13

Occasionally emacs will hit 100% cpu usage. Obviously when this occurs there is an issue with a runaway process.

Just wondering if there is a way to view all running processes in emacs?

Kind of like unix htop, the interactive system process monitor & viewer... htop

  • 3
    list-processes? – npostavs Oct 24 '16 at 1:56
  • @npostavs thanks. list-processes is good. But I am wondering if there is something that provides more info on resources including memory and cpu usage – orion Oct 24 '16 at 2:02
  • 2
    The only thing I can think of is profiling: gnu.org/software/emacs/manual/html_node/elisp/Profiling.html – lawlist Oct 24 '16 at 2:40
  • 3
    lawlist is right. I don't believe you're looking for a process viewer at all (making list-processes or proced irrelevant). The only process you care about is the (single) emacs process itself, and you're trying to find out why it is utilising so much CPU time and/or memory. For that you need to use the emacs profiler. – phils Oct 24 '16 at 21:59
9

In addition to the other answers, the original poster may wish to consider using the built-in profiling feature: https://www.gnu.org/software/emacs/manual/html_node/elisp/Profiling.html

To begin profiling, type M-x profiler-start. You can choose to profile by processor usage, memory usage, or both. After doing some work, type M-x profiler-report to display a summary buffer for each resource that you chose to profile. The names of the report buffers include the times at which the reports were generated, so you can generate another report later on without erasing previous results. When you have finished profiling, type M-x profiler-stop (there is a small overhead associated with profiling).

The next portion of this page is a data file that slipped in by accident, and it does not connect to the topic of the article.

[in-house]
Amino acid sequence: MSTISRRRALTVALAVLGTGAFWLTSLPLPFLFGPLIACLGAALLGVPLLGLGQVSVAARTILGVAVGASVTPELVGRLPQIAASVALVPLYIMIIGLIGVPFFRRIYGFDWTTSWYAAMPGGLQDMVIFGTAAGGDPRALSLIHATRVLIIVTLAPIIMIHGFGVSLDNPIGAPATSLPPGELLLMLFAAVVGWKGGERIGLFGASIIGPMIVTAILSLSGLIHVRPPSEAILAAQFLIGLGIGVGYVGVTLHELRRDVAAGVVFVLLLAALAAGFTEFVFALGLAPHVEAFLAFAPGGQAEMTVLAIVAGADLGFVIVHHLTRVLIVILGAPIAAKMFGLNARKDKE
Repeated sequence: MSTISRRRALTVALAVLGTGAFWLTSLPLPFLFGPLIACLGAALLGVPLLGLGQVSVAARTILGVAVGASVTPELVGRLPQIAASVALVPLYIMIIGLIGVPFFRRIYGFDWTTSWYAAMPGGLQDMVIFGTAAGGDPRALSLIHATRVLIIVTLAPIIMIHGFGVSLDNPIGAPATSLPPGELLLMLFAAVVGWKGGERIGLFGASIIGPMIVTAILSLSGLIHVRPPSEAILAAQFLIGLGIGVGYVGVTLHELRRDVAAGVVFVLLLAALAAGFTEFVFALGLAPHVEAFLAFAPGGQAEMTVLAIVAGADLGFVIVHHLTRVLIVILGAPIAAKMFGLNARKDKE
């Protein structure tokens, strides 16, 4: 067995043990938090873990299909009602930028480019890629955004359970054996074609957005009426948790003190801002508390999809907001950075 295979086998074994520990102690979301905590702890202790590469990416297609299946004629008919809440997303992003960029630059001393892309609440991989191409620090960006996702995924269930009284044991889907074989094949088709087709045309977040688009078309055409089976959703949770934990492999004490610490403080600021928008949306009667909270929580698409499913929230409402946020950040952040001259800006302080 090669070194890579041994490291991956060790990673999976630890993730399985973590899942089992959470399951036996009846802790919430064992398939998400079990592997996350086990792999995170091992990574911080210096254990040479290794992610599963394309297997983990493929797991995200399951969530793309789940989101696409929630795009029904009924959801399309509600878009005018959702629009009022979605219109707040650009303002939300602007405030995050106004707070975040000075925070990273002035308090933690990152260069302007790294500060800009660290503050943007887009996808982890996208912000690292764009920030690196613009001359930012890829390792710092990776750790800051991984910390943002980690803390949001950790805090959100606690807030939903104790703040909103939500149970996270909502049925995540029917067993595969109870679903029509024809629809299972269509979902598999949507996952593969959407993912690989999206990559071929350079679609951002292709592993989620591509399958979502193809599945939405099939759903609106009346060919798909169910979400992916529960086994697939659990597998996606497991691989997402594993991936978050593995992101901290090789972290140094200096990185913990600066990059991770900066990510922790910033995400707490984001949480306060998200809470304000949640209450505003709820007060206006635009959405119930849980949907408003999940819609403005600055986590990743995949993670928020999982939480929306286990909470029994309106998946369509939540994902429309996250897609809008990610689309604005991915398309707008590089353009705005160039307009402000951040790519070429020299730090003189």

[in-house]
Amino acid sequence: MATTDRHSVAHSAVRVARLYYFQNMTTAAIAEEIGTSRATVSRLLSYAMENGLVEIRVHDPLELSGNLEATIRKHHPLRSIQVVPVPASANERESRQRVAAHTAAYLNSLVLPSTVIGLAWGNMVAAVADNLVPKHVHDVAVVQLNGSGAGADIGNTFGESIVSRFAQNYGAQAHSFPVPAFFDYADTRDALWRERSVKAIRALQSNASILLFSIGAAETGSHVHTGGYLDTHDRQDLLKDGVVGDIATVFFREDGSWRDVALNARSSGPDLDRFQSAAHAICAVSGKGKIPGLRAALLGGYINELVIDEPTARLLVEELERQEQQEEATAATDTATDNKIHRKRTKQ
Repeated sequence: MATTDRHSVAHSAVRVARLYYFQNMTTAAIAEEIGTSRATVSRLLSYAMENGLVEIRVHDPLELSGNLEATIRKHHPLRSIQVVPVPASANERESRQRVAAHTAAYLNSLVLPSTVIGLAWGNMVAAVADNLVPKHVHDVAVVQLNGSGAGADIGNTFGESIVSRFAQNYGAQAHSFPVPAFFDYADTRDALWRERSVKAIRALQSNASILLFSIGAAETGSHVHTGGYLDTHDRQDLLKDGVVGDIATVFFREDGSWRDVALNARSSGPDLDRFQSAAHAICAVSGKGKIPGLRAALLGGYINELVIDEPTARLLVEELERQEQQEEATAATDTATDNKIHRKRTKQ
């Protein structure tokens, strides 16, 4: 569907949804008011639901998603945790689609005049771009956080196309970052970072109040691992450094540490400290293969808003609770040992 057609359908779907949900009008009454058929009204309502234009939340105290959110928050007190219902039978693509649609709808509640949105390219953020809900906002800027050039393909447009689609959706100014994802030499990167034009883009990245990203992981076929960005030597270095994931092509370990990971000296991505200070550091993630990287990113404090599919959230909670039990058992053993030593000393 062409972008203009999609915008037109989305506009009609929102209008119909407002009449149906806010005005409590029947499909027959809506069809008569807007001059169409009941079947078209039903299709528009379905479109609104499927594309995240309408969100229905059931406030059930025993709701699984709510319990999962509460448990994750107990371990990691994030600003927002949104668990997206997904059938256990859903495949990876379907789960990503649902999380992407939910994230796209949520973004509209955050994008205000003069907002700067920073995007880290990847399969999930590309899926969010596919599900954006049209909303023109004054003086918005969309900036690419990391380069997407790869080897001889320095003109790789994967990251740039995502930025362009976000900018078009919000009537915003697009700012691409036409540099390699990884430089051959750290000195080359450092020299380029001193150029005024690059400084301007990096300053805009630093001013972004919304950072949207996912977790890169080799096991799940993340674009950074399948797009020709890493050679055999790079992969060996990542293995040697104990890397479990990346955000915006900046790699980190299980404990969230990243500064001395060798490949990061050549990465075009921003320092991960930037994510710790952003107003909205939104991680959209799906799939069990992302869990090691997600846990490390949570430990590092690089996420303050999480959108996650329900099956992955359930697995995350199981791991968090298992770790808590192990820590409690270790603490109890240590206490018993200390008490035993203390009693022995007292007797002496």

See the link above to the manual for additional details regarding this feature.

8

The question was asked in 2016. Now in 2019, there exists M-x proced:

Mode for displaying system processes and sending signals to them.

Proced makes an Emacs buffer containing a listing of the current system processes. You can use the normal Emacs commands to move around in this buffer, and special Proced commands to operate on the processes listed. See proced-mode for getting started.

  • Note that you may want to enable M-x proced-toggle-auto-update on your proced buffer for a top-like behavior with automatic buffer update (every 5 seconds by default). – Pierre Thalamy Mar 12 at 9:34
7

You may want to check list-processes:

list-processes is an interactive compiled Lisp function in ‘simple.el’.

(list-processes &optional QUERY-ONLY BUFFER)

Display a list of all processes that are Emacs sub-processes. If optional argument QUERY-ONLY is non-nil, only processes with the query-on-exit flag set are listed.
Any process listed as exited or signaled is actually eliminated after the listing is made.
Optional argument BUFFER specifies a buffer to use, instead of "*Process List*". The return value is always nil.

This function lists only processes that were launched by Emacs. To see other processes running on the system, use ‘list-system-processes’.

It seems to miss a lot of features you need, but with a bit coding you may get the desired results (if you do so, please send your patches upstream, I’d occasionally like to see this feature in Emacs.) That said, I couldn’t find any better ready-made candidates to your problem.

6

Check out helm-top. It lists all the things you want, and has actions to send signals to the processes.

5

I like htop and so I also use it in emacs. However the interactive part doesn't work this way.

(defun htop ()
  (interactive)
  (if (get-buffer "*htop*")
      (switch-to-buffer "*htop*")
    (ansi-term "/bin/bash" "htop")   
    (comint-send-string "*htop*" "htop\n")))

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